Concerns have been raised about ongoing uncertainty over arrangements for emergency dermatology patients at a major teaching hospital, just a month before the service is set to be axed.
The future for trainee dermatology doctors at Nottingham University Hospitals Trust is also hanging in the balance as it emerged the hospital was in talks with trusts in Derby and Leicester to take on teaching.
HSJ revealed last month the trust was forced to axe its once renowned acute dermatology service following an “exodus” of medical consultants after the transfer of their contract to private provider Circle.
Circle won a contract, tendered by Rushcliffe Clinical Commissioning Group, in 2013 which made it the main provider of dermatology services delivered across the trust via the Nottingham Treatment Centre.
The trust told HSJ it was forced to scrap acute adult dermatology services, including emergency services, from February due to a lack of staff. From a total of 11 consultants in 2013, five left the trust rather than transfer to Circle, and of the three that did transfer, one remains in post.
Talks are underway between Circle, the CCG and the trust about arrangements for emergency treatment after February.
However, a source with knowledge of the situation told HSJ that while talks may be happening there were currently no contingency plans in place to treat local patients out of hours from February.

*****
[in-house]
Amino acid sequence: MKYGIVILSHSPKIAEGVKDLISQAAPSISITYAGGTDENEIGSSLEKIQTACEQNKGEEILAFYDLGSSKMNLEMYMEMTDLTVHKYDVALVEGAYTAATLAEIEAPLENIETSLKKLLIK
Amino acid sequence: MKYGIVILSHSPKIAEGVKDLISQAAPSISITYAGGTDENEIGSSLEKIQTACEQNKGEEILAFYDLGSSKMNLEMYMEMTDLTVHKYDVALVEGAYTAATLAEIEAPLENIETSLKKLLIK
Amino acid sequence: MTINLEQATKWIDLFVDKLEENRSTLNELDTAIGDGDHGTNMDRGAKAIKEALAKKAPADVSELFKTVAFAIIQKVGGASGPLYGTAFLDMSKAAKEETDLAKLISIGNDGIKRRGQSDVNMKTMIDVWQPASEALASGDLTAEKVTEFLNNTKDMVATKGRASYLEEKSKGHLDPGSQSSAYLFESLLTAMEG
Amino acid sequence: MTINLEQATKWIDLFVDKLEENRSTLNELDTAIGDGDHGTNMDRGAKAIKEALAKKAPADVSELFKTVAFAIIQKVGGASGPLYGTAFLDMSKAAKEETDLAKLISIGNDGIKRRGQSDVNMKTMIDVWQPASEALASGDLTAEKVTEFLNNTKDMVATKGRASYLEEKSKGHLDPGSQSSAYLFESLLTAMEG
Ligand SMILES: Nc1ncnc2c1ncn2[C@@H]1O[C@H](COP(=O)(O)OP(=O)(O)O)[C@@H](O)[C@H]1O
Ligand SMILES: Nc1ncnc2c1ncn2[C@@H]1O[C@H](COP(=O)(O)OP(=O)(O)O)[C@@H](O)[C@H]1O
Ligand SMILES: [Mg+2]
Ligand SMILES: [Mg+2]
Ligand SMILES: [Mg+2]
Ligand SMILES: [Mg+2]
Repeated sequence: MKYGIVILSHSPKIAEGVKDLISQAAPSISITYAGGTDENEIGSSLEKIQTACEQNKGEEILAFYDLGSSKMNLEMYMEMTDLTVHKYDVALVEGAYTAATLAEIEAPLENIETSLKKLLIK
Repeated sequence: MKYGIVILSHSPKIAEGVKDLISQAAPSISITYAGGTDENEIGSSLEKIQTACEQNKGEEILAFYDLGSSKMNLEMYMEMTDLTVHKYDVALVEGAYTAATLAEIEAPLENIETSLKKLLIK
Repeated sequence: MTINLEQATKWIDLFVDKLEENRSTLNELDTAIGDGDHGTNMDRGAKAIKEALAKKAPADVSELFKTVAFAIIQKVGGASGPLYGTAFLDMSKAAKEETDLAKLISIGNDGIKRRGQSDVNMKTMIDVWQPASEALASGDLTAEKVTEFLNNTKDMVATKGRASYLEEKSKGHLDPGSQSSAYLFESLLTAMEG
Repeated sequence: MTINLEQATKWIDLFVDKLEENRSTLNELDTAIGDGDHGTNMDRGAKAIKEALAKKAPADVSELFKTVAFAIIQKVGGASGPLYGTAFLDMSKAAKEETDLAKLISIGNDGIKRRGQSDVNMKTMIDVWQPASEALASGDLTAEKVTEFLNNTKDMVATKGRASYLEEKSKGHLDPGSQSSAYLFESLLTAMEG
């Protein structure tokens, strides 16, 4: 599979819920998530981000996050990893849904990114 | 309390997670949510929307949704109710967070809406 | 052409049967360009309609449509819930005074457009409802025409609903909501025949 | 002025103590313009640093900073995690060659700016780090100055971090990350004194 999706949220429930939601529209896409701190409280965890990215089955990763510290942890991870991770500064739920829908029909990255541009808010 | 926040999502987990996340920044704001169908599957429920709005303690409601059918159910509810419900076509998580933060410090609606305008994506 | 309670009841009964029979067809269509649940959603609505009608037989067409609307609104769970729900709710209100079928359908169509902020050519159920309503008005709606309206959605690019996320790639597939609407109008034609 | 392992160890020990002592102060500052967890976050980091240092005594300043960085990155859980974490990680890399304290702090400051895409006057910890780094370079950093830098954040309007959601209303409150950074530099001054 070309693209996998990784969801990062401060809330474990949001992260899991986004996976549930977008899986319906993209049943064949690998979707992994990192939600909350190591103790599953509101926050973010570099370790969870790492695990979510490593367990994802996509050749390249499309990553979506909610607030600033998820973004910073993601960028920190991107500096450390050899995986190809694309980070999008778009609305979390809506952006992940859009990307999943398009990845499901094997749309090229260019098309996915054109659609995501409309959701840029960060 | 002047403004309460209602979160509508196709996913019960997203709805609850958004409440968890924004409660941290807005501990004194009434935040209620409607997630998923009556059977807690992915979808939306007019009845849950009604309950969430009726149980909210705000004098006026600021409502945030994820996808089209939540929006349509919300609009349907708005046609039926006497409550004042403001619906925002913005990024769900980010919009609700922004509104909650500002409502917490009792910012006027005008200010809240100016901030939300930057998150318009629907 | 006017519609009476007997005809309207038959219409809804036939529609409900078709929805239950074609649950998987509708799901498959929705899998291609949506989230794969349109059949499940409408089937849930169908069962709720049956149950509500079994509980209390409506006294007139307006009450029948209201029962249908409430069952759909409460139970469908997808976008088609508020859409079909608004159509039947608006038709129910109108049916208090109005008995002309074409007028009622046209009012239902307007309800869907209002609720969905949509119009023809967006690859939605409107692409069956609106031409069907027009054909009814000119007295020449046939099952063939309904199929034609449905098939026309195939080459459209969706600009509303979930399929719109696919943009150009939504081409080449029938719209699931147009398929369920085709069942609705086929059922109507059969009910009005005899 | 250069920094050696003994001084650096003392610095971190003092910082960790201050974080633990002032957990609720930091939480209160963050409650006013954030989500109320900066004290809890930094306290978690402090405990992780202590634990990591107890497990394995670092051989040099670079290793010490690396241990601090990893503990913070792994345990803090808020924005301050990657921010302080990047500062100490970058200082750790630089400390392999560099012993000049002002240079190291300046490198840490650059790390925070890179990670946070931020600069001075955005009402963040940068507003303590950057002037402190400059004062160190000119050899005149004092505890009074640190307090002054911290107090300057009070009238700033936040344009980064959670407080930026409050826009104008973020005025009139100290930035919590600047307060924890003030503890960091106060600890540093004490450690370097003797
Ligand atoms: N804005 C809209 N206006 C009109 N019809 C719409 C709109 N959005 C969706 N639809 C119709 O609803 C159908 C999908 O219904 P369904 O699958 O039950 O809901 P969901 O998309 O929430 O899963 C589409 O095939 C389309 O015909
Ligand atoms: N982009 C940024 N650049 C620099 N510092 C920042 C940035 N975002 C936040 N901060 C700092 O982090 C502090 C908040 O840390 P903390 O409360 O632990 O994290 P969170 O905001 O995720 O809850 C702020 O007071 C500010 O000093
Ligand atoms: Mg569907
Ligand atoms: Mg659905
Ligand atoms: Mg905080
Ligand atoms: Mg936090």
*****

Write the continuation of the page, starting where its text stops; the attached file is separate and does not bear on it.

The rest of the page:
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The source said: “If there was an emergency in the middle of the night, a patient in [intensive care] or [who had] an acute drug reaction that was dermatological, it probably would have to be transferred to Sheffield or Norwich.
“If the ambulance arrives there in the evening there will be nobody [at Nottingham]. The Circle treatment centre will work only from 9am-5pm.”
David Eedy, president of the British Association of Dermatologists, said: “The service seems to be collapsing.”
He told HSJ that the association had asked Nottingham University Hospitals what it was going to do from February with acute dermatology patients coming in from other providers and with those already in the hospital, and what would happen to on-call cover for out of hours care of inpatients.
He added: “Patients need clarity on what happens next to their local services, and we also need to ensure lessons are learnt from this commissioning debacle.”
Asked by HSJ if there were contingency plans in place for the treatment of acute dermatology patients from February, a trust spokesman said: “We are currently in discussions with our local commissioners to agree a way forward in this matter.”
Vicky Bailey, chief operating officer of Rushcliffe CCG, said: “Commissioners are continuing to lead discussions with all parties based on all possible scenarios and we remain committed to maintaining quality acute emergency dermatology services for our local population.”
A Circle spokesman said: “We remain in talks with commissioners and Nottingham University Hospitals. The treatment centre continues to provide a comprehensive adult elective dermatology service, as per our contract, and we have recently hired full time staff in dermatology.”